steeple rung out so strongly and sud
denly that everybody paused and
looked at his neighbor qiiestlonlngly.'
Then the bell In the Methodist church
iinswcdeil sonorously, und finally all
the bells in that ouiet hamlet ranir a
stentorian, message of Iron significance
Unit swept through tne air vocireratr
ng 111 strident chorus, "war, war,
The Are engine hurried lswk to tho
engine bouse nnd put up their horses
and ran the hose cart Into it place.
"Doe" Strode shut up shop and rushed
down street toward the drug store.
The judge adjourned court and the
entire audience, witnesses, litigants
nnd spectators jioured exclknlly into
the streets. The gray haired judge
mounted the steps of the eourt nouse
and began U harrangua the crowd.
Ami from the ground and from the
country roads came the volunteers. It
seemed as if the sound of the bells had
otMMied the gntes ut patriotism and
that a million men went inarching
past. The volunteers gathered fast
under the trees where the old judges
fiery words were echoing and there
were tears on many checks as the boys
lined up to listen to the eloquence or a
man whose services on many a bloody
field entitled him to respect In that
hour. ,
"Doc" Strode was everywhere. He
had the comnanlea form in military
precision and stand at attention, In
the midst of the oration that came
from he court house steps there came
a sound of music. Away down the
slret, faintly at first, but growing
clearer and clearer, came the shriil
squeal of fife and challenging roll of
drums. Then the blare of tho brass
Instrument added to the volume and
the strains of "The Star Spangled Han
tier" rolled gludly along the streets,
and a hundred flags blossomed from
windows nnd roofs. On and on the
band came, while cheers followed and
almost drowned the music. Men with
empty sleeves stood side by side with
men whose first baptism of war was
yet to be. Women mingled with the
crowds, and the words of the venerable-judge
rose higher and higher and
nior vehemently as the enthusiasm
waxed greater.
It seemed ns If the entire country
side nod been sleeping on IU arms,
for from, every road that led into town
etimo the volunteers hurylng to Join
their comrades. Headed by the band
the boys marched up nnd down tne
public square to the cheers of men
ami women ami the waving of flags,
The 'firemen marched with them, the
citizens after the fire company and
evca the women and children, enthus
iastic Ut the cull to arms, followed the
rest. All stores nail Keen closed ana
flags were flying from every corner.
On the liberty iiole, where every 4th
of July the "big" flag flew, a greater
spread of stars and stripes than ever
before seen was- slowly being pulled
upward, t he cull lor troops had been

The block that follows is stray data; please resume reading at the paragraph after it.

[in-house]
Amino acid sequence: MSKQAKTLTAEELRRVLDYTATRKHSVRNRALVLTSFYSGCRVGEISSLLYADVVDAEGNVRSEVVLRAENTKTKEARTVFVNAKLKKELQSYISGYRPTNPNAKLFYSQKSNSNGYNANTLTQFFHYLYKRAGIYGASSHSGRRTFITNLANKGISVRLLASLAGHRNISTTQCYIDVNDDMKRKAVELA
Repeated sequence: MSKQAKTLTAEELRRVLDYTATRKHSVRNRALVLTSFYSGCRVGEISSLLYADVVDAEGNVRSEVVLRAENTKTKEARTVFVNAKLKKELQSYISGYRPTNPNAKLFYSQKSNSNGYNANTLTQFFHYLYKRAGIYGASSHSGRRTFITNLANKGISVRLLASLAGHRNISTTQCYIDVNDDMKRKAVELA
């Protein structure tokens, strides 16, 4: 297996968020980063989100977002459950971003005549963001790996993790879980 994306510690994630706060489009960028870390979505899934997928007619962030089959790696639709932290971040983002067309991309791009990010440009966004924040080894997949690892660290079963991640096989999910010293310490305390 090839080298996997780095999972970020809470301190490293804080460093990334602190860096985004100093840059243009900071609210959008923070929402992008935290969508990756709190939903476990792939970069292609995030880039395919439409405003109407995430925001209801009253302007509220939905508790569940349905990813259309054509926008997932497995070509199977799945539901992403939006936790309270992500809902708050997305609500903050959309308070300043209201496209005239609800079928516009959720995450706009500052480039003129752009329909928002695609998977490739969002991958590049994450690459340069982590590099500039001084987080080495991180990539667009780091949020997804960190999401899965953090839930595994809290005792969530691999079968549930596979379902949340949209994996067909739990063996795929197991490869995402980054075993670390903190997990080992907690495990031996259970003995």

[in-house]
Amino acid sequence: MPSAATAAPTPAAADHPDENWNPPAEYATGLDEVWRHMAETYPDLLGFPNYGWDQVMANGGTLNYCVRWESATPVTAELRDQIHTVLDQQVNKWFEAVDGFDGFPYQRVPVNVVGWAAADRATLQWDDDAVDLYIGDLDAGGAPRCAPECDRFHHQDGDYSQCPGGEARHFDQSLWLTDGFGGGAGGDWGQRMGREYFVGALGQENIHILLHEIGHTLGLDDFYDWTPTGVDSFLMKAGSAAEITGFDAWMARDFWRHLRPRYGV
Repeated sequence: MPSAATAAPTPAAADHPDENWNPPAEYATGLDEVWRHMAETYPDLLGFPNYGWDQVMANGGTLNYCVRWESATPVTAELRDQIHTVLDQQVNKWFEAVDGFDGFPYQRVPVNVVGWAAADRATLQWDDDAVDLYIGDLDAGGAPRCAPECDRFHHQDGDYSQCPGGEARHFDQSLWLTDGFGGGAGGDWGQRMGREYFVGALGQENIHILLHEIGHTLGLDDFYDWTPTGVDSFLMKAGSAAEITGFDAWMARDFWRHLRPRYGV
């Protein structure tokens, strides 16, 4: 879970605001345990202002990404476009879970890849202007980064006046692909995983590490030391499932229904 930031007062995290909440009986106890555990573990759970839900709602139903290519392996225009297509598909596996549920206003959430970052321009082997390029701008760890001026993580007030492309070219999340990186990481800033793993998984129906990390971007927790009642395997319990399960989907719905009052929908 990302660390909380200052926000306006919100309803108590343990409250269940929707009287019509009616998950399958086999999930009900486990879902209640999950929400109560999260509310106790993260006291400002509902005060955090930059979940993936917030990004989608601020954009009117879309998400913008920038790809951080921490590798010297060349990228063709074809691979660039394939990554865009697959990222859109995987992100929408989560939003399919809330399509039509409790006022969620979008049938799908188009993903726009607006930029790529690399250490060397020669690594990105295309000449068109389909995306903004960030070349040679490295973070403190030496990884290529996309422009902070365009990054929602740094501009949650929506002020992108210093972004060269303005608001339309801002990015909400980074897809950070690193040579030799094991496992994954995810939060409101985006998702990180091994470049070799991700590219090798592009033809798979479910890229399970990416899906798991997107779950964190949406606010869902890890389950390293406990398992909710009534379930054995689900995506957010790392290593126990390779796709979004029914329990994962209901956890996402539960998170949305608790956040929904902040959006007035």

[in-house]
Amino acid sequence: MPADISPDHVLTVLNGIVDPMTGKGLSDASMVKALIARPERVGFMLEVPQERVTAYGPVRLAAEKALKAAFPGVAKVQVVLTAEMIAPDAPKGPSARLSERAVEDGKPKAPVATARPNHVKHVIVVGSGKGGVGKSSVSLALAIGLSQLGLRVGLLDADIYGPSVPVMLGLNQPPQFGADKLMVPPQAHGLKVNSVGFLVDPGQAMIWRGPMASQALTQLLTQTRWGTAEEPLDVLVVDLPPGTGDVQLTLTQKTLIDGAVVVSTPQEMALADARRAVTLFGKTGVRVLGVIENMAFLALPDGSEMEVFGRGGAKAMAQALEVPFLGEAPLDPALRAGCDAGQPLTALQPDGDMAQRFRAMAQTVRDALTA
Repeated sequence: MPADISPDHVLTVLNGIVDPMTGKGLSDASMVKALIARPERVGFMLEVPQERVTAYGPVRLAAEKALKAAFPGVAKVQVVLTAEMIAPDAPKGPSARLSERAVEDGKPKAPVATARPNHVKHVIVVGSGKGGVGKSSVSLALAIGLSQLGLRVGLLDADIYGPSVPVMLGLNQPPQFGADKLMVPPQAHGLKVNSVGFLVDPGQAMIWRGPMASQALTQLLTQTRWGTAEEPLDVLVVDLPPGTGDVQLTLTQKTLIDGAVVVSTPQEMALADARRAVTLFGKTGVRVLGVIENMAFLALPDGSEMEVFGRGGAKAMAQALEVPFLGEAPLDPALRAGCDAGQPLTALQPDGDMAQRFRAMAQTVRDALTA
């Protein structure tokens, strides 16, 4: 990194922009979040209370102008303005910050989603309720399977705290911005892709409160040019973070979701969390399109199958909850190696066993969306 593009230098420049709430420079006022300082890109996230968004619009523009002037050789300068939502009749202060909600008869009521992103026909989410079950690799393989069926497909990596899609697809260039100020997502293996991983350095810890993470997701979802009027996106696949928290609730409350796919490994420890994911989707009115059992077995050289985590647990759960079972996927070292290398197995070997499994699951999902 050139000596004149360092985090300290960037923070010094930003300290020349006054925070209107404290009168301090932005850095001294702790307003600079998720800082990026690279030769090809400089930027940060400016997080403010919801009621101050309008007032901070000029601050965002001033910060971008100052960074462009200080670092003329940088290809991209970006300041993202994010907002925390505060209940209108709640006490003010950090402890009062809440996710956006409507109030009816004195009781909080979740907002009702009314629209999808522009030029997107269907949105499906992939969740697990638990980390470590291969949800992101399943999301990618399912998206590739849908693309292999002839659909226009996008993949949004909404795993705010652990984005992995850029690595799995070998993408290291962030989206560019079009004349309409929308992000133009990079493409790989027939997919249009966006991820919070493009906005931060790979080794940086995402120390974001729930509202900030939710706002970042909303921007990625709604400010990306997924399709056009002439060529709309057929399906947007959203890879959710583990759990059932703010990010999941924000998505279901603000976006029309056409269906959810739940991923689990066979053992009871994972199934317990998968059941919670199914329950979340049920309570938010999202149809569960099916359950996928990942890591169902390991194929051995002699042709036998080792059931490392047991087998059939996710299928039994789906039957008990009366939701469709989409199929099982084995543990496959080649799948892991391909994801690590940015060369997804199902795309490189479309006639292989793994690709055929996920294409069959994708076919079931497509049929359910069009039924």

made and the question asked of the
iK-opie, and gludly hail the call been
answered, and ' answer of the peo
ple was Yes.
And more than all else, deeper than
the clang of iron bells aud keener
than the sound of piercing fife or re
sounding drum, wns the voice of eter
nal Americanism speaking from the
past; "1 sin ttbe spirit of your
lathers thut walked with them at Val
ley Forge mid fought with them at
t om-oril mid Hunker Hill. I saw the
field ut ClicruhuKco ami San Jacinto.
My presence graced the Alnmo, and
bule or grey 1 wns known of men nt
liettvsburg mid In the Wilderness. I
kIimmI with Custer on the knoll of the
l.illie Hig Horn, and my blood was
cite with lieotur mitl John I'ltul
.liiiies to dye the salt sens. And with
me will come the farmer 11ml the artl
Kan, the clerk and the scholar. And I
ttill keep the heritage given me of old
ami with right ami iiilKht hohl fast
the banner of Utterly so loftilv that
nil 'he win Ul limy see. h. M ti.
Swollen Neck
Alio Had Great Difficulty With Her
Heart - How Cured.
My ituhir hail s awullru nrk and
klu hsnrt irouhl. Alur lit lt rtloa
th would Lrraln u haul ah rotdd l
hrafd all uwr li riHiut. bh riiuld Bitl
l Ih flor or veu. ni v lui trtu
without sft'stiu Iter hatt. Hit HinU
wr U.lljr Moid, lUr fthr luUt4
(liat tb Htual l IImsI rrrUla,
kllj W ga U't sUtuttU UAItvWi WvU
tU wa ucil, sad ! ha Ua au r vt kr silmaula." Ms, tww
twsiwt, Null h W lia, I'Ui.i,
MOOCl'S Emilia
,H ht I la I UkISi In I'uflUt.
S i-l If ail J! li si M H
i a. it ii M " t U
lllHXl H rill ! rs
tul Sal t aaay
hat oa kaal lkr VI hit Niir-
SthlM kep of a III h -t!. al nmv.
I vrgiatiw Ute l it, 1 1 M I) stmt.
K..I.IS lt. l St ksstins: SfotlS I kf
fioUiii al a lt its, l ain Jl MarM
k ltH.ld S"ol
it w, atoil ar rvbat'l.
1 mm mmim wwm
at a r4iii
k Perfect Machine at a